This includes basic demographic details, such as name, address and date of birth, as well as information on any special requirements that the patient has, such as whether or not the patient would like cardiopulmonary resuscitation (CPR) to be attempted if required, the circumstances where they would or would not want to be admitted to hospital, and whether their family are aware of their wishes and prognosis.
EPaCCS provides the basis for informed conversations between different care providers, even when things are changing quickly, as they often can in end-of-life situations, and when it is especially important that the wishes of patients and their families are understood and respected.
The details of any other health and social care professionals involved with the patient’s care are also included, along with medical information on things like diagnoses, allergies and medication.
Information on patients’ expectations and wishes, and details about Lasting Power of Attorney (LPA) if there is one in place, is also available, which can be crucial if the patient is unconscious or can’t tell caregivers of their wishes for any other reason.
An initial pilot project led to the development of a blueprint for the deployment of EPaCCS to provide guidance to other NHS organisations on how to get started with it, while standardised training materials were also provided by Black Pear which were localised to ensure consistency across the whole organisation.
For those that had adopted EPaCCS when the pandemic hit in early 2020, it also provided an effective method of communicating vital patient information when other options were temporarily unavailable.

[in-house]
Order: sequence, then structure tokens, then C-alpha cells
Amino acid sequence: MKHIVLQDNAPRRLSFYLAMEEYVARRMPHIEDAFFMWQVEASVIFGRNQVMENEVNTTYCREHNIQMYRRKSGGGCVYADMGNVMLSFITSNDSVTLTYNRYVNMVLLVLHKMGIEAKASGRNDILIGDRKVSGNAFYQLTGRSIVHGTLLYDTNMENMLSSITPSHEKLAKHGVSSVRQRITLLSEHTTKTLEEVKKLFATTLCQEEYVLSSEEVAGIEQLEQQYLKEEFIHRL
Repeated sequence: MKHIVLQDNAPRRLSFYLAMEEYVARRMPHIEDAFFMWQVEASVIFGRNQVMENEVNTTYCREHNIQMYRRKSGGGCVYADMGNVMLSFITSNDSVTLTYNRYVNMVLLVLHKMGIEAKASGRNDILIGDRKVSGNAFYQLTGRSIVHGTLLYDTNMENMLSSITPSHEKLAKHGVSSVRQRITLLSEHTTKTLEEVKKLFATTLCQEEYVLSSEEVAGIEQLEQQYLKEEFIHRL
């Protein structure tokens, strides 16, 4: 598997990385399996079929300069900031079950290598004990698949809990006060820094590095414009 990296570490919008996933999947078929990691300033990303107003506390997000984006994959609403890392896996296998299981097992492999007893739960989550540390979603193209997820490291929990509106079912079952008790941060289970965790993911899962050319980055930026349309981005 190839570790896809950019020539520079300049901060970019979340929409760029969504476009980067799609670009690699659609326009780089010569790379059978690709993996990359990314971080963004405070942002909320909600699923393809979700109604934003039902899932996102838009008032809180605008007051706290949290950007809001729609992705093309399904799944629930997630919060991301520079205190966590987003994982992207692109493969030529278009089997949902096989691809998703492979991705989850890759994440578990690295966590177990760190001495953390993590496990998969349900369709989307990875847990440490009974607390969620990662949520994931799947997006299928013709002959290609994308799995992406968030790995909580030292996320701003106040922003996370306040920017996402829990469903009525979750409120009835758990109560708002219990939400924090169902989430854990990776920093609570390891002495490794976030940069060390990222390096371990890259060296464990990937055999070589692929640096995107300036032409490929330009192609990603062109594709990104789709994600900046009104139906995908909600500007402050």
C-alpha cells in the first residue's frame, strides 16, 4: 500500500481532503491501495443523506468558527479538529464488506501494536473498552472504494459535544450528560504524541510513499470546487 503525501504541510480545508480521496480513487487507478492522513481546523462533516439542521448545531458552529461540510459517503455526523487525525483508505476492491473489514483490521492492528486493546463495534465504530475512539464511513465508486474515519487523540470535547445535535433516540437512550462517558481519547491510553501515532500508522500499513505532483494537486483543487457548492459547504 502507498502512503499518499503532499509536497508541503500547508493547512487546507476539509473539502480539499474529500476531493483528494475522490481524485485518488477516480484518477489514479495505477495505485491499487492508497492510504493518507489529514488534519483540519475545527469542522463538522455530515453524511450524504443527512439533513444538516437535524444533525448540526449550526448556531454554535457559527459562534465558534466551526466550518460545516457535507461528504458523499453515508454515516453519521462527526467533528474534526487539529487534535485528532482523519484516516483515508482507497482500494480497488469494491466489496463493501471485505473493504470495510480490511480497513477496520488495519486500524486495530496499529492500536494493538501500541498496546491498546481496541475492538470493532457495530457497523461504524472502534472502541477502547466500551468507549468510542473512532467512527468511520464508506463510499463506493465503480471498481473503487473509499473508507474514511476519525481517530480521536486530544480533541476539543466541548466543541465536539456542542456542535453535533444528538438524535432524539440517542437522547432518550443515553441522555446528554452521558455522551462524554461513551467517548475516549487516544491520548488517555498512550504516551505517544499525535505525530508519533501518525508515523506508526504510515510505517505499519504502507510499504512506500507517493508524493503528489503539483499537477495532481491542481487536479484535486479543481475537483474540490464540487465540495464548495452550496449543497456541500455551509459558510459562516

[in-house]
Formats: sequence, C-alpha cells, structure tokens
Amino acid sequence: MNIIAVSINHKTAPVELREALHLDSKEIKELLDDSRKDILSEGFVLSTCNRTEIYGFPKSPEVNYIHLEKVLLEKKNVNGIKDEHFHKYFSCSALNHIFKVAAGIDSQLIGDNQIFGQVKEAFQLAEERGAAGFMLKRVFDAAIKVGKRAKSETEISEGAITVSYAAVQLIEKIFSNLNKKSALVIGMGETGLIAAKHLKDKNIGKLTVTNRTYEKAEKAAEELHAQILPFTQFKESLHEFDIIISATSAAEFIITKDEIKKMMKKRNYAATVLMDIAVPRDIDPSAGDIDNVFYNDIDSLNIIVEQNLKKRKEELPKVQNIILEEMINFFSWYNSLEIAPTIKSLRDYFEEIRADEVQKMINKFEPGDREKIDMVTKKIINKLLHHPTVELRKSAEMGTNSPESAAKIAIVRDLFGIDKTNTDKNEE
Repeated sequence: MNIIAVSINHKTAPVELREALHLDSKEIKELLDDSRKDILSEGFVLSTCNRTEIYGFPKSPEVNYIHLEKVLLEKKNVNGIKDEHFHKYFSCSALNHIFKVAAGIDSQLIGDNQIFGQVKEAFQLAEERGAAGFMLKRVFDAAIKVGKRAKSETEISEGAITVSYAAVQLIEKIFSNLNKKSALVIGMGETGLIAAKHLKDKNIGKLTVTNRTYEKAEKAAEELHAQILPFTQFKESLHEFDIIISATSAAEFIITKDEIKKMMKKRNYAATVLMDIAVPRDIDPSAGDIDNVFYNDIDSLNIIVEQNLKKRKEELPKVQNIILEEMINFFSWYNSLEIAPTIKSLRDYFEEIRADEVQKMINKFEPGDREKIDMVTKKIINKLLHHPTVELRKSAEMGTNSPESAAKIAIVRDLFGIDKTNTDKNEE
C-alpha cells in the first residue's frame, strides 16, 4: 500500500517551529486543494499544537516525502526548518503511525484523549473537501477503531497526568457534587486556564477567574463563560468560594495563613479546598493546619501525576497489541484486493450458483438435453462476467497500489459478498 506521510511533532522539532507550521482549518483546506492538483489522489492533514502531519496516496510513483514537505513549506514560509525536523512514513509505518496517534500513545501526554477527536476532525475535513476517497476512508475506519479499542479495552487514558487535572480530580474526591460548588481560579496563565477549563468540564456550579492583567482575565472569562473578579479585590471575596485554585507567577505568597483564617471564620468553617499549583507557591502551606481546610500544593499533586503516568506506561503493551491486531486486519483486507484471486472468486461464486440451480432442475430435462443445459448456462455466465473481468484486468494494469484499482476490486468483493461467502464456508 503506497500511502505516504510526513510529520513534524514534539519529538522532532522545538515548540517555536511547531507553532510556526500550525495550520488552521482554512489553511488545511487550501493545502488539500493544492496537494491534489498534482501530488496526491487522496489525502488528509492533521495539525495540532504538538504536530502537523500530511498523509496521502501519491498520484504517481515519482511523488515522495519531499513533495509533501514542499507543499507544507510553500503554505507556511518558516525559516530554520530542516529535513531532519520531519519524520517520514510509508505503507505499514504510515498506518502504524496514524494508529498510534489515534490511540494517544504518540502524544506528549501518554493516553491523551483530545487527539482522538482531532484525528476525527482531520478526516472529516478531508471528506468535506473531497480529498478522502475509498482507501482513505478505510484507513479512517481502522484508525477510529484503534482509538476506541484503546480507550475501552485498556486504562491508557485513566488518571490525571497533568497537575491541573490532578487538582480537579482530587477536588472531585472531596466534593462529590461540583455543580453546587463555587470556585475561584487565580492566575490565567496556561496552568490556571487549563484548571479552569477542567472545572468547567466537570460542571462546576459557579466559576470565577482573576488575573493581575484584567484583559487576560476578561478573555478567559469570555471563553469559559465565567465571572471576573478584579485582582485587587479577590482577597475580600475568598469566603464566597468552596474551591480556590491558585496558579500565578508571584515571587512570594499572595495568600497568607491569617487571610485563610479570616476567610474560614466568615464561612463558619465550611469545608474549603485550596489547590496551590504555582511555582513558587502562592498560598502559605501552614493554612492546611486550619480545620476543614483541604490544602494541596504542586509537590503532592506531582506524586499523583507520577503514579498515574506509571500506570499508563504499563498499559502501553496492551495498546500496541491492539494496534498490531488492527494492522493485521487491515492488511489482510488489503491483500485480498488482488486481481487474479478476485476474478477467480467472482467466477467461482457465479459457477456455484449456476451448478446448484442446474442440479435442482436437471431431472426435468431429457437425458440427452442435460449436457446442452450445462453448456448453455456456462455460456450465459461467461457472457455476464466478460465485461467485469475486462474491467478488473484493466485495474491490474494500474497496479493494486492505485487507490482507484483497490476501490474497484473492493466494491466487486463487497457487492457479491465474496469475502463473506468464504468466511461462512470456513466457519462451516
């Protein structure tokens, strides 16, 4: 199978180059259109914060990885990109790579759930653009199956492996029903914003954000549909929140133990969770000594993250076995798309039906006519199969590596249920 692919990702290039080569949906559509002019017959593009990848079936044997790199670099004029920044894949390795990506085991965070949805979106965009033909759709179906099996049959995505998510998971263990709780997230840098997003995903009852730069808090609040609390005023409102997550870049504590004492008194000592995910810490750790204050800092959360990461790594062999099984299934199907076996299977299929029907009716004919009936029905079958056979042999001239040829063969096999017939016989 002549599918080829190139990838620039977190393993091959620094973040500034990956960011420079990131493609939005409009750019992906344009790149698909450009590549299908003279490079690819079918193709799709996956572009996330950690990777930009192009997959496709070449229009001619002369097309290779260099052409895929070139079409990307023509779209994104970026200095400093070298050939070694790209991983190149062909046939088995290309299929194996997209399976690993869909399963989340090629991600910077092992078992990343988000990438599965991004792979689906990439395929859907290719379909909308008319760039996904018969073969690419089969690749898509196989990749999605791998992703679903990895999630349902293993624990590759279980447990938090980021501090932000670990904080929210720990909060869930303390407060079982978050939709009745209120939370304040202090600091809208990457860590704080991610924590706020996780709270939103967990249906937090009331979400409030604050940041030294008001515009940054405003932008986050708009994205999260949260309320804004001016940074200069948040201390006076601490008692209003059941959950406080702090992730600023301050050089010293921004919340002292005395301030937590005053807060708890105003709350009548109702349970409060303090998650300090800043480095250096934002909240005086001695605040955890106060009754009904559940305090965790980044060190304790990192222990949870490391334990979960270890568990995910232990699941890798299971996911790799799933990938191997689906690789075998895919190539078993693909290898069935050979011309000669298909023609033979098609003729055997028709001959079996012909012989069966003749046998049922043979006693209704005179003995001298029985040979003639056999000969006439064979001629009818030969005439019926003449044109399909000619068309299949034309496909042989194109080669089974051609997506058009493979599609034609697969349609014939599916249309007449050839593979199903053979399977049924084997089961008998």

John Mitchell continues:
Around 98% of the primary care practices across our area have accessed EPaCCS, along with all our hospices, paramedics from our two ambulance services and 111 services, community carers and acute healthcare providers.
This effectiveness reflects the importance of deploying EPaCCS right across a care system, so that every aspect of a patient’s care can be included in it and everyone involved with delivering it has a clear view of how it should be done.
Chris O’Connell, chief business development officer at Black Pear Software, adds:
Ensuring patient information is available in one place allows clinical decisions to be based on up-to-date information and improves the overall patient experience, with end-of-life care being delivered in their preferred place and in line with their preferences.
Seeing how effectively Humber and North Yorkshire Health and Care Partnership has integrated EPaCCS into its end-of-life care management systems is extremely impressive, while the impact on patient care that it has had reflects our aspirations for it at the start of the project.
It provides a clear example of the considerable care management and efficiency benefits that can be derived from integrating this sort of technology into everyday healthcare delivery and what this means for the care outcomes that result.